Jon Chandler

Joined Jun 12, 2008
994
If you're tempted to reposition without unsoldering both leads, make sure you don't apply any stress where the leads exit the epoxy enclosure.
I watched a YouTuber install LEDs flush to the board which ended up slanted. He grabbed them with needle-nosed pliers and straightened them. He was surprised when most of them didn't work.
 

MrAl

Joined Jun 17, 2014
11,275
Hi again,

I was going to say, if you bend them back you should not grab the LED epoxy case to do that. You should grab the longer lead with a pair of long nose pliers near the epoxy case, then another second pair under that. Give the second pair a small twist and the lead on that side will become shorter, all while not letting the lead near the plastic package bend. You may be able to do this with just the second pair of pliers just make sure the lead close to the package does not bend away from the package ... do all the adjustments in the longer leg itself only. This action will be somewhat similar to an accordion bellows with just one fold.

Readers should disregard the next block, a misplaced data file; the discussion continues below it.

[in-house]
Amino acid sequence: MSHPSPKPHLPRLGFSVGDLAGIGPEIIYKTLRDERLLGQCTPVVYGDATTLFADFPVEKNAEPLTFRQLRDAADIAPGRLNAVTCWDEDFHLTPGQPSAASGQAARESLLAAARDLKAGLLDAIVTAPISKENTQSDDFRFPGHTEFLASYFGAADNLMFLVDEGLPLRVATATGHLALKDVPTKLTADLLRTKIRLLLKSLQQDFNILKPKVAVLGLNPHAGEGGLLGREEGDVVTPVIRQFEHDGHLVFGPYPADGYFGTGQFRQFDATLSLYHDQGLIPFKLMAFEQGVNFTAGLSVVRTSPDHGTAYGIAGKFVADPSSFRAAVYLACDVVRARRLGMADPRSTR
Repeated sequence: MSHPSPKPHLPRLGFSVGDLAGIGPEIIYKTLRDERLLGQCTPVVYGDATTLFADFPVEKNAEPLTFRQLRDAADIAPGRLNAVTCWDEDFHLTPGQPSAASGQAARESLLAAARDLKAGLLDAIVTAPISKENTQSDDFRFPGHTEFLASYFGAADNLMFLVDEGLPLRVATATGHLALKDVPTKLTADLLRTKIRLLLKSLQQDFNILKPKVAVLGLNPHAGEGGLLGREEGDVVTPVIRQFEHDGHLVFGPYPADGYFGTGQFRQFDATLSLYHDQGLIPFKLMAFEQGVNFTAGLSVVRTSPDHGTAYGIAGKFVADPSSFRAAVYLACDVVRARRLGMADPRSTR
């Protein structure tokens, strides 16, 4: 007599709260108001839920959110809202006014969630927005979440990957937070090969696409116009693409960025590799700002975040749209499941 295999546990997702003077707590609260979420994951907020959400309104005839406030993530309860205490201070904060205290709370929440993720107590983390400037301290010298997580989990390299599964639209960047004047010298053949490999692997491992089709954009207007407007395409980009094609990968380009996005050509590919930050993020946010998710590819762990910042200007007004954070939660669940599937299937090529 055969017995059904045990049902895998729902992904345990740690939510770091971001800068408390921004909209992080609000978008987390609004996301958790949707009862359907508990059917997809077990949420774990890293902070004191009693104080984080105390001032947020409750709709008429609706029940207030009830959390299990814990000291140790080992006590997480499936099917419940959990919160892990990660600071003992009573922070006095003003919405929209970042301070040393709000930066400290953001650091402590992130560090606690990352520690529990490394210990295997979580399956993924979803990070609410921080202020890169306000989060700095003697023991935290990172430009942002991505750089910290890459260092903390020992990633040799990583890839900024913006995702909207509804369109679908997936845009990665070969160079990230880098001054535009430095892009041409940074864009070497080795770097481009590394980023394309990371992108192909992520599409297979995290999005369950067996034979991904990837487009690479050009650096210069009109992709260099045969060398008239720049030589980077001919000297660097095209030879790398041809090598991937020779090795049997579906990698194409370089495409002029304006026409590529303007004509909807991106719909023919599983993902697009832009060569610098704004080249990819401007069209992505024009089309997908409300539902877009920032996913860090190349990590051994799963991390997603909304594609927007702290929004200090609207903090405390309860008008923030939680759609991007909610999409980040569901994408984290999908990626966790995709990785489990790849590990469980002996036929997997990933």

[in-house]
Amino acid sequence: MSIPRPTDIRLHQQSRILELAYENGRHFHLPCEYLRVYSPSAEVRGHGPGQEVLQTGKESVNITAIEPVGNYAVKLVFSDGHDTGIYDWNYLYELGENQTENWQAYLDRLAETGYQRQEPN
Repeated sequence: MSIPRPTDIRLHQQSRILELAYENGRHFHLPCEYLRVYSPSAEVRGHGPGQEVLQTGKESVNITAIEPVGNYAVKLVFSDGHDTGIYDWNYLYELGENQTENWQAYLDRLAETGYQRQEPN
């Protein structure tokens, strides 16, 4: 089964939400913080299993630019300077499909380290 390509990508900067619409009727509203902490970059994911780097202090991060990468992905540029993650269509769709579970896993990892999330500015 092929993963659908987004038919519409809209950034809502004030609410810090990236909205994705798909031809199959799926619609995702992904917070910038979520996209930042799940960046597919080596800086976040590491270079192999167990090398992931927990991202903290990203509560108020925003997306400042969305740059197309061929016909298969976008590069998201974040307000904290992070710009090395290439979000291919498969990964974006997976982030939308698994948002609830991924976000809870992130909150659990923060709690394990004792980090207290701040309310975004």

The shorter lead will also bend a little but it should be ok as long as the LED is not too far off to begin with.

It could also be that the longer leads were to protect the LED from excess heat during soldering, perhaps even using a heat sink clamped to the leads while soldering. It could also be that some sort of adjustment was to be applied later to match up with some physical dimensional requirements.
 

Tonyr1084

Joined Sep 24, 2015
7,783
My 2¢: